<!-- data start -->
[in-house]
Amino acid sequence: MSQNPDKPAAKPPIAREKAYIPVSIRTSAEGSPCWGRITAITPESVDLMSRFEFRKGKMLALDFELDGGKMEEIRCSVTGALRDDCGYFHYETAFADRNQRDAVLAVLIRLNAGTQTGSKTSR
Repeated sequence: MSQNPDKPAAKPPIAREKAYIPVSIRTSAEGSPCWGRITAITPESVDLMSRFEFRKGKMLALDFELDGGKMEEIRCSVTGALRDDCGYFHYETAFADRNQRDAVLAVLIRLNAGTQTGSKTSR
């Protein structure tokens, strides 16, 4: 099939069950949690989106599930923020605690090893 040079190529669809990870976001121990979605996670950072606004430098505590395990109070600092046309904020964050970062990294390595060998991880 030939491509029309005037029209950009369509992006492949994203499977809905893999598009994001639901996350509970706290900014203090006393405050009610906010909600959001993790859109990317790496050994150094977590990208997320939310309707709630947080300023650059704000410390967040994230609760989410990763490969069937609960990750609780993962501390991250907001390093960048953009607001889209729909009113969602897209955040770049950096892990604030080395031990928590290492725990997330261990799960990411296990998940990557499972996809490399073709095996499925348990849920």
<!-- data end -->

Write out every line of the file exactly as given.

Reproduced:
[in-house]
Amino acid sequence: MSQNPDKPAAKPPIAREKAYIPVSIRTSAEGSPCWGRITAITPESVDLMSRFEFRKGKMLALDFELDGGKMEEIRCSVTGALRDDCGYFHYETAFADRNQRDAVLAVLIRLNAGTQTGSKTSR
Repeated sequence: MSQNPDKPAAKPPIAREKAYIPVSIRTSAEGSPCWGRITAITPESVDLMSRFEFRKGKMLALDFELDGGKMEEIRCSVTGALRDDCGYFHYETAFADRNQRDAVLAVLIRLNAGTQTGSKTSR
């Protein structure tokens, strides 16, 4: 099939069950949690989106599930923020605690090893 040079190529669809990870976001121990979605996670950072606004430098505590395990109070600092046309904020964050970062990294390595060998991880 030939491509029309005037029209950009369509992006492949994203499977809905893999598009994001639901996350509970706290900014203090006393405050009610906010909600959001993790859109990317790496050994150094977590990208997320939310309707709630947080300023650059704000410390967040994230609760989410990763490969069937609960990750609780993962501390991250907001390093960048953009607001889209729909009113969602897209955040770049950096892990604030080395031990928590290492725990997330261990799960990411296990998940990557499972996809490399073709095996499925348990849920």